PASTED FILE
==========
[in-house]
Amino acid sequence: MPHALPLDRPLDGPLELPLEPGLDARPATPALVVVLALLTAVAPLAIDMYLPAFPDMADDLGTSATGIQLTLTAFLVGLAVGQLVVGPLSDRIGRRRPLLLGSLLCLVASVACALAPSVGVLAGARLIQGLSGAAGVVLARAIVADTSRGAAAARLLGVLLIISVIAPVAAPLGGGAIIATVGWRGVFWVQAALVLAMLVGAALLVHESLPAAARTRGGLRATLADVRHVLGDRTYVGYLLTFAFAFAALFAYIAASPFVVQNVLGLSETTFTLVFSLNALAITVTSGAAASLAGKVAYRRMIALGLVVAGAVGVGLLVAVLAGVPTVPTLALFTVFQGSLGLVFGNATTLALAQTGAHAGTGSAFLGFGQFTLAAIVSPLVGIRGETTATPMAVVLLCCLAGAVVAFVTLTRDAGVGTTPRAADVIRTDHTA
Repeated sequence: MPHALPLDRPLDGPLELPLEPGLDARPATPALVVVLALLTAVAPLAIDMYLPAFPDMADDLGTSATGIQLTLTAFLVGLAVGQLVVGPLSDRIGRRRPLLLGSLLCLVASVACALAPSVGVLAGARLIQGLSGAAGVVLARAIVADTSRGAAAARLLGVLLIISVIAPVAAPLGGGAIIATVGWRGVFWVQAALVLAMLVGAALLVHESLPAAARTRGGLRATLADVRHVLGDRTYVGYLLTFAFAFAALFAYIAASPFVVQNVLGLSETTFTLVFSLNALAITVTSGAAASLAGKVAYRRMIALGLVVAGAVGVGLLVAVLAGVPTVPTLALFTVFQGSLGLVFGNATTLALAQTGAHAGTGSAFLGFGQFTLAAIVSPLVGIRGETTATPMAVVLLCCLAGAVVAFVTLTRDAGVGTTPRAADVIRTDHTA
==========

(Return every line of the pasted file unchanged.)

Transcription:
[in-house]
Amino acid sequence: MPHALPLDRPLDGPLELPLEPGLDARPATPALVVVLALLTAVAPLAIDMYLPAFPDMADDLGTSATGIQLTLTAFLVGLAVGQLVVGPLSDRIGRRRPLLLGSLLCLVASVACALAPSVGVLAGARLIQGLSGAAGVVLARAIVADTSRGAAAARLLGVLLIISVIAPVAAPLGGGAIIATVGWRGVFWVQAALVLAMLVGAALLVHESLPAAARTRGGLRATLADVRHVLGDRTYVGYLLTFAFAFAALFAYIAASPFVVQNVLGLSETTFTLVFSLNALAITVTSGAAASLAGKVAYRRMIALGLVVAGAVGVGLLVAVLAGVPTVPTLALFTVFQGSLGLVFGNATTLALAQTGAHAGTGSAFLGFGQFTLAAIVSPLVGIRGETTATPMAVVLLCCLAGAVVAFVTLTRDAGVGTTPRAADVIRTDHTA
Repeated sequence: MPHALPLDRPLDGPLELPLEPGLDARPATPALVVVLALLTAVAPLAIDMYLPAFPDMADDLGTSATGIQLTLTAFLVGLAVGQLVVGPLSDRIGRRRPLLLGSLLCLVASVACALAPSVGVLAGARLIQGLSGAAGVVLARAIVADTSRGAAAARLLGVLLIISVIAPVAAPLGGGAIIATVGWRGVFWVQAALVLAMLVGAALLVHESLPAAARTRGGLRATLADVRHVLGDRTYVGYLLTFAFAFAALFAYIAASPFVVQNVLGLSETTFTLVFSLNALAITVTSGAAASLAGKVAYRRMIALGLVVAGAVGVGLLVAVLAGVPTVPTLALFTVFQGSLGLVFGNATTLALAQTGAHAGTGSAFLGFGQFTLAAIVSPLVGIRGETTATPMAVVLLCCLAGAVVAFVTLTRDAGVGTTPRAADVIRTDHTA